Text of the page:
WENGER: Yes. In our ongoing work in southern Zambia. We've been working with them to analyze their surveillance data coming out of their mass screen-and-treat activities. [The data include] which individuals they've reached, and what the geographical patterns of infections are, the age patterns of bed-net ownership and usage, and so on. [Our partners there] are using our results to decide on operational changes—whether there's a different mode of distribution, or whether to switch to different drugs that have longer prophylactic effects.
PT: How do you avoid people in Zambia or other countries feeling that your work is an imposition of the West?
WENGER: I have found going out and observing activities with my own eyes to be an incredibly useful thing. There are a number of aspects of malaria that maybe you know academically, but when you see them are in your face. My general experience of going around with the teams that are using these rapid diagnostics to test people and hand out drugs is that there are a lot of children between 5 and 10 years old who test positive and have no obvious symptoms, but are still capable of transmitting the disease. Another example would be the use of bed nets. One often sees bed nets that were handed out a couple of months previously that are still in their plastic packaging. And it's important to understand compliance with drugs. For instance, it makes a big difference on the impact of the program, and on the output of our model, whether the individual takes just one pill or takes the full regimen. So seeing what's on the ground has given me an important understanding of operational realities.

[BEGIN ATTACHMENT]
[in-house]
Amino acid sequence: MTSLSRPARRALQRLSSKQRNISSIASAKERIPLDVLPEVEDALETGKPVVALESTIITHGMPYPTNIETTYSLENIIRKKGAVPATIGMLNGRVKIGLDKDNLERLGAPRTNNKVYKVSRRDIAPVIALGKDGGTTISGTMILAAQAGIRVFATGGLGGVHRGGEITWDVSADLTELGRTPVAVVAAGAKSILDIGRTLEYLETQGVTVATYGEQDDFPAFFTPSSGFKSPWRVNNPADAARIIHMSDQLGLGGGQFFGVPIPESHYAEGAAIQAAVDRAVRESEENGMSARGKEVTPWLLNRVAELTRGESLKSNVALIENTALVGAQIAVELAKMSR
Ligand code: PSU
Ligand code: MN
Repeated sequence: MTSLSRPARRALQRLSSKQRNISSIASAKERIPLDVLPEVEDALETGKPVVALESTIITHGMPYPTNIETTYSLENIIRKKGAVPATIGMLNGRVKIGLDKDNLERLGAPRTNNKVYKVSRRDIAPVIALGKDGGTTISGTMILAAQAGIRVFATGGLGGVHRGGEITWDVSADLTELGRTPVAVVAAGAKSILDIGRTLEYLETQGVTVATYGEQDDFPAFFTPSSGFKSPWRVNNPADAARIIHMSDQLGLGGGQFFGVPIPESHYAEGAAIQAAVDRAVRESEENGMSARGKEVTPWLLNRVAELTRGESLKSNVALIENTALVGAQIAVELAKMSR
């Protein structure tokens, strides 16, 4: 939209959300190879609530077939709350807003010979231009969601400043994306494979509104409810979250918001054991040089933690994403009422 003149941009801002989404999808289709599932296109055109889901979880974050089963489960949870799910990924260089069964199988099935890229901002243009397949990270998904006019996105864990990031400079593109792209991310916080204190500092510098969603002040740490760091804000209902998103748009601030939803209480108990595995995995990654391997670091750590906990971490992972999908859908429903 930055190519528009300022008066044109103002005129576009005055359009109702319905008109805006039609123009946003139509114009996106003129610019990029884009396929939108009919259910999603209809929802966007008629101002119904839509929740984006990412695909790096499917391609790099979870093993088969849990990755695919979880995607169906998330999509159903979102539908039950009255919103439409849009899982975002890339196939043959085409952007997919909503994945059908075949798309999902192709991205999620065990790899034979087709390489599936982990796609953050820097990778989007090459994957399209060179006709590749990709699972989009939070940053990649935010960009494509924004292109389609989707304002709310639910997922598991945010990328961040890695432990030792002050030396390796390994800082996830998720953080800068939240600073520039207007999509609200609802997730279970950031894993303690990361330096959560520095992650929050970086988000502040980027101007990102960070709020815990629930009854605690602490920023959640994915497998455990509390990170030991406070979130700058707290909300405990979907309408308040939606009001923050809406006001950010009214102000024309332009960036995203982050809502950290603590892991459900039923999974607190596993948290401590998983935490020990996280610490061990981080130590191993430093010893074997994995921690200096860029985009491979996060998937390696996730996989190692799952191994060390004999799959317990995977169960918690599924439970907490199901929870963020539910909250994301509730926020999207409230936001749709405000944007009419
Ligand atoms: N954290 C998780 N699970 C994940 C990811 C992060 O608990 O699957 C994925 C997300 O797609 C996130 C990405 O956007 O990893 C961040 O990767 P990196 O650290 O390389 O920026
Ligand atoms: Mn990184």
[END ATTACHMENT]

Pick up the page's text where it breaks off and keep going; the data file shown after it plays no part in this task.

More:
PT: Day to day, how do you spend your time?
WENGER: Split across a number of my responsibilities: Interacting with our various collaborators, running the simulations and analyzing their outputs, developing new features in the model, and coordinating the work of the various people here.
We are now a team of about 35 to 40 individuals. Some work on the core software, others work on the disease research on four different diseases.
PT: What is the funding model at the IDM?
WENGER: Our project is funded by Bill Gates. He's the primary investor in the Institute for Disease Modeling, and he meets regularly with our team to follow up on our progress.
PT: How does your physics background contribute to your work in disease modeling?
WENGER: There are three things: First, how you approach quantitative analysis. Approaching a problem with an unknown answer is something that coming out of an experimental physics background you almost take for granted—and don't know it's a skill until you realize how applicable it is in other fields. The second thing is software. My background in C++ reconstruction analysis software from the CMS [Compact Muon Spectrometer] experiment I worked on, modifying all the proton–proton algorithms to work in the context of lead–lead collisions is very applicable to the software effort here. The third thing is that particle physics is a very collaborative effort. The CMS experiment had, I think, 3000 members, which meant coordinating among the various different research groups, all of whom depended on the quality of the underlying reconstructed object, the tracking, the detector, and so on. And then there is communication between the theoretical and experimental sides of the field. That collaborative work really carries through to my current position.
Everyone brings his own experience to a problem, and that works really well when you have a couple of really different backgrounds. That's one of the things our group in the laboratory here takes really nice advantage of.